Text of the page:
There is a nice step up the ladder from $10 to $20 in the large category called New World sparkling wine. The range of flavors and styles is immense, running the gamut from fun to serious.
The sleeper of the year is Mountain Dome from Spokane, Wash. The humorous gnome-laden label disguises the well-crafted sparkler that lies inside. Their Brut non-vintage is an excellent lighter-bodied sparkler. At $15 a bottle it offers serious quality. Both the Mountain Dome Vintage Brut, 1995 ($23), and their Brut Rose ($23) are superb with food.
Gruet from New Mexico is an excellent New World sparkler. This is not a flash-in-the-pan region or winery they have been honing their skills for years. The Gruet family hails originally from the Champagne region in France. Their basic brut for $13 is crisp, light and enjoyable. Their Blanc de Noir is made of fuller, sturdier stuff. The 75 percent pinot rounds out the flavor. It is a bargain at $15.
One of the exciting brands to surge out of the pack in California is Gloria Ferrer located in Sonoma. They are owned by the Spanish Cava giant Freixenet. They have mastered three distinct sparkling styles well. Their Blanc de Noir ($18) is composed primarily of pinot noir grapes. The salmon color and juicy pinot flavors harmonize well with food. Their Royal Cuvee Brut Vintage, 1993 ($23) is a serious French Champagne lookalike. At 60 percent pinot noir and 40 percent Chardonnay, the balance comes from the light grape and the strength from the darker.
California high-quality sparklers have progressed at a feverish pace over the past few years. Some of the better ones to look for are Iron Horse, Domaine Carneros, J. Wine Co., Piper Sonoma, Roederer and Pacific Echo.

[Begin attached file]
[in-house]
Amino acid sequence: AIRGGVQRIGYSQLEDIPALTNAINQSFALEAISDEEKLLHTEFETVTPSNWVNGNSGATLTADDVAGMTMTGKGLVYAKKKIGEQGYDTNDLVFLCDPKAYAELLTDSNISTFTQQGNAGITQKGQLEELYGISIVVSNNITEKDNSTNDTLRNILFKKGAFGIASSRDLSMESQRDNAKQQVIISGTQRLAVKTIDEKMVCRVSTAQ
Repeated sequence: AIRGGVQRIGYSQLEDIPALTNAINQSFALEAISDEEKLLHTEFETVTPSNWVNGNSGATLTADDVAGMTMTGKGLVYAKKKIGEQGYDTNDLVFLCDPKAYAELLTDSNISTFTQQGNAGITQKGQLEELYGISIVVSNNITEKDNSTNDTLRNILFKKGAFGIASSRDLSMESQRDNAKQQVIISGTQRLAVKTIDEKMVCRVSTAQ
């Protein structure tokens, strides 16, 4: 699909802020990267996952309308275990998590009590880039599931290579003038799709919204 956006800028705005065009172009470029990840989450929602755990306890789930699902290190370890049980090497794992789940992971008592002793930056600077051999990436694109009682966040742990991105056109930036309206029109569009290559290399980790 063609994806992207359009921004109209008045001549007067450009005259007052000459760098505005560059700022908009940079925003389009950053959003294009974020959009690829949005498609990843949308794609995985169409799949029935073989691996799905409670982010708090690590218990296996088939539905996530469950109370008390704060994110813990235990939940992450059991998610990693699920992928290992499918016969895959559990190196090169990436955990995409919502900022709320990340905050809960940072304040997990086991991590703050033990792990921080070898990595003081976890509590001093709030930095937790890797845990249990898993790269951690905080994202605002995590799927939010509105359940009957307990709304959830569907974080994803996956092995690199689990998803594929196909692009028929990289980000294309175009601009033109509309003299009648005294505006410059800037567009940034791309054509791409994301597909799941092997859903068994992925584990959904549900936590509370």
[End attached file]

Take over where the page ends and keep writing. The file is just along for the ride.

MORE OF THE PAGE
French Champagne is always the highest regarded and the benchmark of all wine with bubbles. My two basic classifications are the ones you have heard of and the ones you haven't. Brand awareness is a huge part of the lives of Champagne houses, and it is because of this that you will always know more names than you think you do.
There are two basic styles of flavors of Champagne, the light lemony style and the toasty one. A good place to start is with an old familiar brand Perrier Jouet Non-Vintage Brut ($36). This is the benchmark for the lemony, light ethereal Champagne. The bubbles are small and they swarm over your glass. This is Champagne at its most refreshing.
At the other end of the spectrum is Veuve Cliquot Non-Vintage Brut ($45). It is an equally well-known brand, but it is in the toasty, biscuity style. This one cries out for food to accompany it.
The smaller brands can be excellent finds in high-quality Champagne. Roger Pouillon Brut Rose, Non-Vintage ($30) is a strawberry confection made by a small grower. It isn't sweet, just fruity, but the secret is the hint of toastiness that gives it the backbone to let it work effortlessly with food.
Now that we have the bubbles figured out, it is time to think about the food. The Spanish Cavas would work well in an informal setting with little mozzarella and tomato tartlets, eggplant and basil pizza squares, and guacamole and chips. Remember, sparkling wines are versatile.
For the New World end of the spectrum the food becomes more formal because the sparklers are more sophisticated. Have some fun and serve little curry plates or perhaps dim sum. Smoked salmon always does well here.
Save your best for the real thing Champagne. Lobster or sushi, or prawns and scallops are all good choices with a luxury wine. Champagne is also a clincher with dessert.
Now that it is cooler and everyone is back in town, the party is more interesting and exciting when there are bubbles in your glass. HS
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